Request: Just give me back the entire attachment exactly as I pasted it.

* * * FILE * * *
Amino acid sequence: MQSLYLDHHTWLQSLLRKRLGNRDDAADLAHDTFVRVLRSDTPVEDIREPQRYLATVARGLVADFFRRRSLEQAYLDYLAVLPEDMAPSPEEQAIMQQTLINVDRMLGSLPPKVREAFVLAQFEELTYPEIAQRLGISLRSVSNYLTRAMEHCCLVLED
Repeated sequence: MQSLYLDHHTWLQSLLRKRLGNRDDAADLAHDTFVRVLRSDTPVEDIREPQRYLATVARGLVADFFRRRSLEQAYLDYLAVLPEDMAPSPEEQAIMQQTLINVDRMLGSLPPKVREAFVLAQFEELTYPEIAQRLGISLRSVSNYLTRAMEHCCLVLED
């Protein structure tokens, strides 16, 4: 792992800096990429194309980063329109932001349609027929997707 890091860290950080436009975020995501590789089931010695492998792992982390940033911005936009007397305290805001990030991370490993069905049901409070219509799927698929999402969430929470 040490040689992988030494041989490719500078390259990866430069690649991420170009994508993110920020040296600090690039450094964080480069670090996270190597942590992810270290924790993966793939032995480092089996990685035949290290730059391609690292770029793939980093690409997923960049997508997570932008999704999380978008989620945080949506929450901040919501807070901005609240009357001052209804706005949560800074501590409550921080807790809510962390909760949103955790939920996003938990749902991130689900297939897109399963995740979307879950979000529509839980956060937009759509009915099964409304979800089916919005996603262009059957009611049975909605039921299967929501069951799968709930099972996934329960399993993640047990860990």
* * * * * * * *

Amino acid sequence: MQSLYLDHHTWLQSLLRKRLGNRDDAADLAHDTFVRVLRSDTPVEDIREPQRYLATVARGLVADFFRRRSLEQAYLDYLAVLPEDMAPSPEEQAIMQQTLINVDRMLGSLPPKVREAFVLAQFEELTYPEIAQRLGISLRSVSNYLTRAMEHCCLVLED
Repeated sequence: MQSLYLDHHTWLQSLLRKRLGNRDDAADLAHDTFVRVLRSDTPVEDIREPQRYLATVARGLVADFFRRRSLEQAYLDYLAVLPEDMAPSPEEQAIMQQTLINVDRMLGSLPPKVREAFVLAQFEELTYPEIAQRLGISLRSVSNYLTRAMEHCCLVLED
């Protein structure tokens, strides 16, 4: 792992800096990429194309980063329109932001349609027929997707 890091860290950080436009975020995501590789089931010695492998792992982390940033911005936009007397305290805001990030991370490993069905049901409070219509799927698929999402969430929470 040490040689992988030494041989490719500078390259990866430069690649991420170009994508993110920020040296600090690039450094964080480069670090996270190597942590992810270290924790993966793939032995480092089996990685035949290290730059391609690292770029793939980093690409997923960049997508997570932008999704999380978008989620945080949506929450901040919501807070901005609240009357001052209804706005949560800074501590409550921080807790809510962390909760949103955790939920996003938990749902991130689900297939897109399963995740979307879950979000529509839980956060937009759509009915099964409304979800089916919005996603262009059957009611049975909605039921299967929501069951799968709930099972996934329960399993993640047990860990």